Americans are following the president's statements on the COVID-19 pandemic less closely than a few months ago.
Around half of Catholic registered voters describe themselves as Republicans, while 47% identify with the Democratic Party.
For years, public trust in the federal government has hovered at near-record lows. That remains the case today, as the United States struggles with a pandemic and economic recession.
Across a range of political values – around race, gender and family, immigration and religion – there are stark contrasts between voters who support Donald Trump and those planning to vote for Joe Biden in November.
80% of Americans say social media platforms are very or somewhat effective for raising public awareness about political or social issues.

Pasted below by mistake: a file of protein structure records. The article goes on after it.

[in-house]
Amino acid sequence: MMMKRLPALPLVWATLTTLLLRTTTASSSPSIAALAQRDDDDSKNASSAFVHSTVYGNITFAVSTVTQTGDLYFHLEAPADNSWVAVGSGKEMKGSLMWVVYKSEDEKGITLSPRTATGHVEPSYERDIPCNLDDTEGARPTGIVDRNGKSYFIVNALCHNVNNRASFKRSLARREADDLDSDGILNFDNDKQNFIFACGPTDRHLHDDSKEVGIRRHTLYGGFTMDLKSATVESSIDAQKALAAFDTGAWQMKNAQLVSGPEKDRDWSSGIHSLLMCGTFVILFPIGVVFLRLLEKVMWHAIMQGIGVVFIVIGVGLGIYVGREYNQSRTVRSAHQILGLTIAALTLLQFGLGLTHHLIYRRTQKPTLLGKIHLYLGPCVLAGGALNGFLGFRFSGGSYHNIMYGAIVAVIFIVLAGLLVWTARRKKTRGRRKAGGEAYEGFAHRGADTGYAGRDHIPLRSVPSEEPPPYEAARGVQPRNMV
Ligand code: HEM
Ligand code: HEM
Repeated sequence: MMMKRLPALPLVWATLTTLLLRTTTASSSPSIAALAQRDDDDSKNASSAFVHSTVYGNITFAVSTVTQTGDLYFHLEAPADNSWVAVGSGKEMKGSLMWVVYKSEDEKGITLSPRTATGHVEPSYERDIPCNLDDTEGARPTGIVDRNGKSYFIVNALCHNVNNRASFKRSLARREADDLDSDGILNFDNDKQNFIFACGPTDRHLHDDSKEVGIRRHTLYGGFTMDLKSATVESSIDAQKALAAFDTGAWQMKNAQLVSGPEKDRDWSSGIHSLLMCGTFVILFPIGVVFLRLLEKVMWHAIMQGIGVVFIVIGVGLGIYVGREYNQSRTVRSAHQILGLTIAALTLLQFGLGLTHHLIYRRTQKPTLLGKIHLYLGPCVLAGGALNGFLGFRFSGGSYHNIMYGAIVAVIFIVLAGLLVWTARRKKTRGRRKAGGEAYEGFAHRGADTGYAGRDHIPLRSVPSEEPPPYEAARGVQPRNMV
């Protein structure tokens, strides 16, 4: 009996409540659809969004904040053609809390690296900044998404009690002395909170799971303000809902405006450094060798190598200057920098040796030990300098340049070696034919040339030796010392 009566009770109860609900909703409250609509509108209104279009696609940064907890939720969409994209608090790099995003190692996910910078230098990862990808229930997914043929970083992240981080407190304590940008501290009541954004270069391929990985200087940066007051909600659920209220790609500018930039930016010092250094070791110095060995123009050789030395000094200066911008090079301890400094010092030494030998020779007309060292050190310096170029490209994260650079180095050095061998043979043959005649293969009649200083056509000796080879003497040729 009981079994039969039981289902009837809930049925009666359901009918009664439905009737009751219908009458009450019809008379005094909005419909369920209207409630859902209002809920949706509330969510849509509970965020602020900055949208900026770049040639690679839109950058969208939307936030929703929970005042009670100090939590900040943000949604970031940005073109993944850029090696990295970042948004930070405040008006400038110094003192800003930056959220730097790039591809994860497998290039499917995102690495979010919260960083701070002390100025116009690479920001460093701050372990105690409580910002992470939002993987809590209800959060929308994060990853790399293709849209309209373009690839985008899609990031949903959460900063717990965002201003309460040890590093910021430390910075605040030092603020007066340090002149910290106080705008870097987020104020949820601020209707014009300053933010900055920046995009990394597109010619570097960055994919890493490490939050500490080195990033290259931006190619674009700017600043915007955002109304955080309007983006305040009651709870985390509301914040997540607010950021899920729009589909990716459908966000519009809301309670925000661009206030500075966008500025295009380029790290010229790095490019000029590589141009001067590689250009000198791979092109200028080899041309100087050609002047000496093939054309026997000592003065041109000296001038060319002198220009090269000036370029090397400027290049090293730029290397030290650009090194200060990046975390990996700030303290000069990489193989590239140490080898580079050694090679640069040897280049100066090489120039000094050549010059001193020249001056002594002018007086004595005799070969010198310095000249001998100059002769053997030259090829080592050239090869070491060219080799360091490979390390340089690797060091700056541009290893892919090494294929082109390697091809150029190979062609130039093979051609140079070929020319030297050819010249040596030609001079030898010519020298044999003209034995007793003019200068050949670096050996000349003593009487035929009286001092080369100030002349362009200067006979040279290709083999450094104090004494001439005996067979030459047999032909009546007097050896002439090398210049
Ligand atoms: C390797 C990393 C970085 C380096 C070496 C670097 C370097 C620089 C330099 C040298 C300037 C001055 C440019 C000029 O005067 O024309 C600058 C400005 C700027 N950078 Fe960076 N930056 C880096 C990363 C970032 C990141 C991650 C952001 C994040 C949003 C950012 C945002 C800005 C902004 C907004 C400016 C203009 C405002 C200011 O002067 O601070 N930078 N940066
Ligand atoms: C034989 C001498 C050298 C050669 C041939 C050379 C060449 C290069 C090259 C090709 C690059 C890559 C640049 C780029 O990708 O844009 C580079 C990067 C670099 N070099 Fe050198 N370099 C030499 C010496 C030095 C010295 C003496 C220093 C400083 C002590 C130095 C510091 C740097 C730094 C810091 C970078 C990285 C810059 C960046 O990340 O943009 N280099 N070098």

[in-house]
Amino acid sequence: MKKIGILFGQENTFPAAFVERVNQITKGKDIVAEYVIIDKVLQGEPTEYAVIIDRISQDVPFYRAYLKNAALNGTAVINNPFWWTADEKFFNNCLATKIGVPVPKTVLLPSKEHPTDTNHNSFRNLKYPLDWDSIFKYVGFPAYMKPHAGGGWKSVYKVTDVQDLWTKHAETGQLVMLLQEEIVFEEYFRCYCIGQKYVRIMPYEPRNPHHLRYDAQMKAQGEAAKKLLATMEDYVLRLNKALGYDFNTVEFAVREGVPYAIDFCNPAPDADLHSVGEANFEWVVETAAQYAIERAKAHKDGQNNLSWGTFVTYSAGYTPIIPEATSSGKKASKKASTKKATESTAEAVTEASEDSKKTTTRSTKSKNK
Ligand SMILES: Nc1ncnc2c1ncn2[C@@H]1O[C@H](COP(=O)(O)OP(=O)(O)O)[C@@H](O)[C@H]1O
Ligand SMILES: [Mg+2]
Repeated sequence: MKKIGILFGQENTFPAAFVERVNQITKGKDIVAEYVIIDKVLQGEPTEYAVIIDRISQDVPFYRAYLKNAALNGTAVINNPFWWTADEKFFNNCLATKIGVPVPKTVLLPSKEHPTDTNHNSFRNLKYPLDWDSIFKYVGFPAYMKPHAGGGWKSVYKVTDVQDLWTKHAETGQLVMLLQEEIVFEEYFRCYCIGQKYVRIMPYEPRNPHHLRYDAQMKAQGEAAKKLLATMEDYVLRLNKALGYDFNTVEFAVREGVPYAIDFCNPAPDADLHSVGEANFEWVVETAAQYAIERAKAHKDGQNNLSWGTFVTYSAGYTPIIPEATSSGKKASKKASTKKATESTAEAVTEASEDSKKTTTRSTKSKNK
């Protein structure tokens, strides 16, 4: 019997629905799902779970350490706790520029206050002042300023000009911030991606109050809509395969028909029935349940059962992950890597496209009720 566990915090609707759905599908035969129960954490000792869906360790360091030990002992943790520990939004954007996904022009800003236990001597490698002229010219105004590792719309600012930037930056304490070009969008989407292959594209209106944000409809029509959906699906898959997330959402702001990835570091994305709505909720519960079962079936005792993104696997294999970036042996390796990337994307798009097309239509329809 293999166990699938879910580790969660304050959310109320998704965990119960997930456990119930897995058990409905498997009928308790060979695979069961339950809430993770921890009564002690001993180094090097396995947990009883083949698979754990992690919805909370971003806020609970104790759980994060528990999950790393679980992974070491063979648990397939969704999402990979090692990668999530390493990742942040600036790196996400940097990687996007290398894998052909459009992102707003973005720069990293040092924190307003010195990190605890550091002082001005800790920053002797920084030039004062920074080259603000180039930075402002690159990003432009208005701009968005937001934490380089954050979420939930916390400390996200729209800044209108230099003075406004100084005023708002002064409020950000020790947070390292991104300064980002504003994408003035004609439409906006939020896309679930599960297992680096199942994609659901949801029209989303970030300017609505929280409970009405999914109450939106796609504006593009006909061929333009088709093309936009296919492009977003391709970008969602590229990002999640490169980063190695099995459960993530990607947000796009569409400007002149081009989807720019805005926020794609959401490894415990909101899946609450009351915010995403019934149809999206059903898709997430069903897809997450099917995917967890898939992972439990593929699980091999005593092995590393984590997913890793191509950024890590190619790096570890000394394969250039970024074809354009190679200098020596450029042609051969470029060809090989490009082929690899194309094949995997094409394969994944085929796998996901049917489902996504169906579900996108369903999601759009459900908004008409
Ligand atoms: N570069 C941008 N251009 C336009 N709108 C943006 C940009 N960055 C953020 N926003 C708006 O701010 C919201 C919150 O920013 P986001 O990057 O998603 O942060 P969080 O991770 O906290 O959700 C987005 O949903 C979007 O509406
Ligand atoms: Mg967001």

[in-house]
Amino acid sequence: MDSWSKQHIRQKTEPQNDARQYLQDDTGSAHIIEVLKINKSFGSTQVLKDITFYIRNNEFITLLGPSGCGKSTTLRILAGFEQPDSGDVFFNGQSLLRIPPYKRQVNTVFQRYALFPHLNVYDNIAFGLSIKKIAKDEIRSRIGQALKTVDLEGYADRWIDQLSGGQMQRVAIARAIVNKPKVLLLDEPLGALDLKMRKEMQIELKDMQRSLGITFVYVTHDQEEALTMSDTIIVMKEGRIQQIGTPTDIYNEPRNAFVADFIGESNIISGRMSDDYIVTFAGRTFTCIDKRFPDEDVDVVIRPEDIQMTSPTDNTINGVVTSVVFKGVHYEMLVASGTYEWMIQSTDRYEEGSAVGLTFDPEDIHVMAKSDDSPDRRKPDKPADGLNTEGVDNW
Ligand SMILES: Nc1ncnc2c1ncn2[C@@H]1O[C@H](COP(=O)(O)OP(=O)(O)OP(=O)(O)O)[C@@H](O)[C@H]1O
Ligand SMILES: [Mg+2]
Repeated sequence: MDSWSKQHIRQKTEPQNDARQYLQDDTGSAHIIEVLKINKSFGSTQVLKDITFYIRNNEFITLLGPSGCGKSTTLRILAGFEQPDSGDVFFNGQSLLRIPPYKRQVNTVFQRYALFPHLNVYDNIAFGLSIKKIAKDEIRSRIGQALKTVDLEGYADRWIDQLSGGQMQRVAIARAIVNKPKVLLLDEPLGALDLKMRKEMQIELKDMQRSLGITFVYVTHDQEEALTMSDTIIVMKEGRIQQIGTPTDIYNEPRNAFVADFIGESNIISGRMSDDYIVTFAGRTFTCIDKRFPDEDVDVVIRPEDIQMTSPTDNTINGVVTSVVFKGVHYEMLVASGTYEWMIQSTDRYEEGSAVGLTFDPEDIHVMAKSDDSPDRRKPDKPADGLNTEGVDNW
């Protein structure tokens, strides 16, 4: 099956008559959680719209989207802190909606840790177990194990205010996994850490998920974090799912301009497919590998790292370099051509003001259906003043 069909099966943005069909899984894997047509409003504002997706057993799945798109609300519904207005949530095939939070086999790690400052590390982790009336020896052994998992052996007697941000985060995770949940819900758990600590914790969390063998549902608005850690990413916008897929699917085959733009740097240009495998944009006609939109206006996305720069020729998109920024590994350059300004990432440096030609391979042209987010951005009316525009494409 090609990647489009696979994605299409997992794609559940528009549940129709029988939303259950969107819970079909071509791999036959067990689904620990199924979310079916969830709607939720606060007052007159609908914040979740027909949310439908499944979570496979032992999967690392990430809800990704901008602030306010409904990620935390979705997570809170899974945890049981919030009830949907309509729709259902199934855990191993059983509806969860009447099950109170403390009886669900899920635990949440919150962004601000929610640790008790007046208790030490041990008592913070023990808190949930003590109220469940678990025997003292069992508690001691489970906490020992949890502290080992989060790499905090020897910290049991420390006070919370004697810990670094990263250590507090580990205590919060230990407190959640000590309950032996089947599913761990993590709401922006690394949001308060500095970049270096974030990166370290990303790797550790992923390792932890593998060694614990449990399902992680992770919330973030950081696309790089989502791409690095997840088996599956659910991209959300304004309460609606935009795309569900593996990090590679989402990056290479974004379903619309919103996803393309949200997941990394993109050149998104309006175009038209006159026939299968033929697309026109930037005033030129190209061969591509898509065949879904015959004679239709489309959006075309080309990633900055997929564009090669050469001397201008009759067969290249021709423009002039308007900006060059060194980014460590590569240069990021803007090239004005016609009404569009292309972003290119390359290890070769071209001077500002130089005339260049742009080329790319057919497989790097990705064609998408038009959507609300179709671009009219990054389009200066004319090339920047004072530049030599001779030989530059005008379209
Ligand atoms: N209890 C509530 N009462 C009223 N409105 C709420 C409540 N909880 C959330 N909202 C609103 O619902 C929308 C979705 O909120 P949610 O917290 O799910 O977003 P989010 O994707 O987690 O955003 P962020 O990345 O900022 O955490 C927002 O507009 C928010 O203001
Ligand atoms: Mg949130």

73% of Americans express little or no confidence in tech companies to prevent the misuse of their platforms to influence the 2020 election.
Democrats are more concerned than Republicans about the ease of voting and the broader integrity of the 2020 presidential election.
A majority of Americans say significant changes are needed in the "fundamental design and structure of American government."
Here are five important things to know before the first presidential debate kicks off next month in Cleveland.
About six-in-ten registered voters in the five U.S. states where elections are conducted entirely by mail expect voting to be easy.